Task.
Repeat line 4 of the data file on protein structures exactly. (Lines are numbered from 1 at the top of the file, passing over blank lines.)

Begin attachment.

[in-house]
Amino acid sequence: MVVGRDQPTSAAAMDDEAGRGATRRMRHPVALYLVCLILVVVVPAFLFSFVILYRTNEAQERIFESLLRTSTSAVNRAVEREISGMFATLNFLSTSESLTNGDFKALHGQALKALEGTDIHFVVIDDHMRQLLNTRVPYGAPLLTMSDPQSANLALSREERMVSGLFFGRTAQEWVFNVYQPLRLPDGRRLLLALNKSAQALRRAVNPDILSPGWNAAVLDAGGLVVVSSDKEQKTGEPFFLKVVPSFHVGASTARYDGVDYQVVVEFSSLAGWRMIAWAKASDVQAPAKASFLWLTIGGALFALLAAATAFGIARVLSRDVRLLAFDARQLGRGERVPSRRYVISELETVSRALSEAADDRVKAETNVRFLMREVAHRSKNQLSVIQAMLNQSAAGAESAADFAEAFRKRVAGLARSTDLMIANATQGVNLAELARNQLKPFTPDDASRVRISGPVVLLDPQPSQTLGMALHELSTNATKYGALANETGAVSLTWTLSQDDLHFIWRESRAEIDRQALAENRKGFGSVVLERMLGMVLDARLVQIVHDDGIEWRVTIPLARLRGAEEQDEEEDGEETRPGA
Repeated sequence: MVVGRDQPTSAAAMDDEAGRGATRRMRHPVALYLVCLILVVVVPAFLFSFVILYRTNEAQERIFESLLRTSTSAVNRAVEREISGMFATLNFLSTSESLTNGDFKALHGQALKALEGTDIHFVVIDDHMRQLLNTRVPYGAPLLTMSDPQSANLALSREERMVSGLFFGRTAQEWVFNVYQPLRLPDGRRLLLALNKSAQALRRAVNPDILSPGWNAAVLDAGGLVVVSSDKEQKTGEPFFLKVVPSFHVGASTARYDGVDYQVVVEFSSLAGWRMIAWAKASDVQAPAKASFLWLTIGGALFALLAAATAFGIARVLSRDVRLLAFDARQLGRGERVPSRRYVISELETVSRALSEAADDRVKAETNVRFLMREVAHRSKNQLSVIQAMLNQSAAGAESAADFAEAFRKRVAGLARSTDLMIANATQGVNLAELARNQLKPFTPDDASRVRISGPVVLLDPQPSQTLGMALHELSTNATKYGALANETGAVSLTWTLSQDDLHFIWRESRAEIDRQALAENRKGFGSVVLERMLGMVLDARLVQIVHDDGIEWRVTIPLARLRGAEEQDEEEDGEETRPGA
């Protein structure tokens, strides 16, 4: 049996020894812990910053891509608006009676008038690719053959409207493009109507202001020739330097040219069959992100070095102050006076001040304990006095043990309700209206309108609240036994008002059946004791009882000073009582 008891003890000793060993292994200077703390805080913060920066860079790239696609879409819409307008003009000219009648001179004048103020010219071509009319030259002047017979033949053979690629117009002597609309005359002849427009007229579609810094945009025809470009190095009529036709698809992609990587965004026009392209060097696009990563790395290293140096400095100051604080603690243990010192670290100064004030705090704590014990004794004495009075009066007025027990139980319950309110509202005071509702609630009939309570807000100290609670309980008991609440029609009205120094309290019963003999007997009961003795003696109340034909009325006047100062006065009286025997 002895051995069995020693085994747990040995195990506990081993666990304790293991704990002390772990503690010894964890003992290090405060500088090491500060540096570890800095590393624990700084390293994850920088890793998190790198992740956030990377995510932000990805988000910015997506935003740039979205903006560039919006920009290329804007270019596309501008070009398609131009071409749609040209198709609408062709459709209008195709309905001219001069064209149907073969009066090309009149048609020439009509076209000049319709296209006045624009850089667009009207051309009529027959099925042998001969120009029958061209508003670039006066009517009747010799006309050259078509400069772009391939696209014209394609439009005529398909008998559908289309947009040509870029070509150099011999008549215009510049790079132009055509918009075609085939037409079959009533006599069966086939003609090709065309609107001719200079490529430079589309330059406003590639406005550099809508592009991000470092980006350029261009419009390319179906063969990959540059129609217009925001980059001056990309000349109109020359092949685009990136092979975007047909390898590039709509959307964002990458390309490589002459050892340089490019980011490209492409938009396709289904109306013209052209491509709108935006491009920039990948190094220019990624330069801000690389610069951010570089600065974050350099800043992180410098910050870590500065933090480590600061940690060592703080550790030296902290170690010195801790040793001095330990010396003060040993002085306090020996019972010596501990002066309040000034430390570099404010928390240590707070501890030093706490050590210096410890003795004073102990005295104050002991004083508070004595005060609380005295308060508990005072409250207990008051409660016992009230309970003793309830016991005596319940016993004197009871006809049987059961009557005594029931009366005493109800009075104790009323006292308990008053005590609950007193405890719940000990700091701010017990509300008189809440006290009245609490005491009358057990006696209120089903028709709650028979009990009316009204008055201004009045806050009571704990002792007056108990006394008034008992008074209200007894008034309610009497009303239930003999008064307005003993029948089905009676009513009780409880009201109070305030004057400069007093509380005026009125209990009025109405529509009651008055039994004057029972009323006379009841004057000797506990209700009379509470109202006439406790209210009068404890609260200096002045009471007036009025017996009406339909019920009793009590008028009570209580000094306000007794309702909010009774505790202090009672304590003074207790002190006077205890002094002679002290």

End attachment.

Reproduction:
């Protein structure tokens, strides 16, 4: 049996020894812990910053891509608006009676008038690719053959409207493009109507202001020739330097040219069959992100070095102050006076001040304990006095043990309700209206309108609240036994008002059946004791009882000073009582 008891003890000793060993292994200077703390805080913060920066860079790239696609879409819409307008003009000219009648001179004048103020010219071509009319030259002047017979033949053979690629117009002597609309005359002849427009007229579609810094945009025809470009190095009529036709698809992609990587965004026009392209060097696009990563790395290293140096400095100051604080603690243990010192670290100064004030705090704590014990004794004495009075009066007025027990139980319950309110509202005071509702609630009939309570807000100290609670309980008991609440029609009205120094309290019963003999007997009961003795003696109340034909009325006047100062006065009286025997 002895051995069995020693085994747990040995195990506990081993666990304790293991704990002390772990503690010894964890003992290090405060500088090491500060540096570890800095590393624990700084390293994850920088890793998190790198992740956030990377995510932000990805988000910015997506935003740039979205903006560039919006920009290329804007270019596309501008070009398609131009071409749609040209198709609408062709459709209008195709309905001219001069064209149907073969009066090309009149048609020439009509076209000049319709296209006045624009850089667009009207051309009529027959099925042998001969120009029958061209508003670039006066009517009747010799006309050259078509400069772009391939696209014209394609439009005529398909008998559908289309947009040509870029070509150099011999008549215009510049790079132009055509918009075609085939037409079959009533006599069966086939003609090709065309609107001719200079490529430079589309330059406003590639406005550099809508592009991000470092980006350029261009419009390319179906063969990959540059129609217009925001980059001056990309000349109109020359092949685009990136092979975007047909390898590039709509959307964002990458390309490589002459050892340089490019980011490209492409938009396709289904109306013209052209491509709108935006491009920039990948190094220019990624330069801000690389610069951010570089600065974050350099800043992180410098910050870590500065933090480590600061940690060592703080550790030296902290170690010195801790040793001095330990010396003060040993002085306090020996019972010596501990002066309040000034430390570099404010928390240590707070501890030093706490050590210096410890003795004073102990005295104050002991004083508070004595005060609380005295308060508990005072409250207990008051409660016992009230309970003793309830016991005596319940016993004197009871006809049987059961009557005594029931009366005493109800009075104790009323006292308990008053005590609950007193405890719940000990700091701010017990509300008189809440006290009245609490005491009358057990006696209120089903028709709650028979009990009316009204008055201004009045806050009571704990002792007056108990006394008034008992008074209200007894008034309610009497009303239930003999008064307005003993029948089905009676009513009780409880009201109070305030004057400069007093509380005026009125209990009025109405529509009651008055039994004057029972009323006379009841004057000797506990209700009379509470109202006439406790209210009068404890609260200096002045009471007036009025017996009406339909019920009793009590008028009570209580000094306000007794309702909010009774505790202090009672304590003074207790002190006077205890002094002679002290």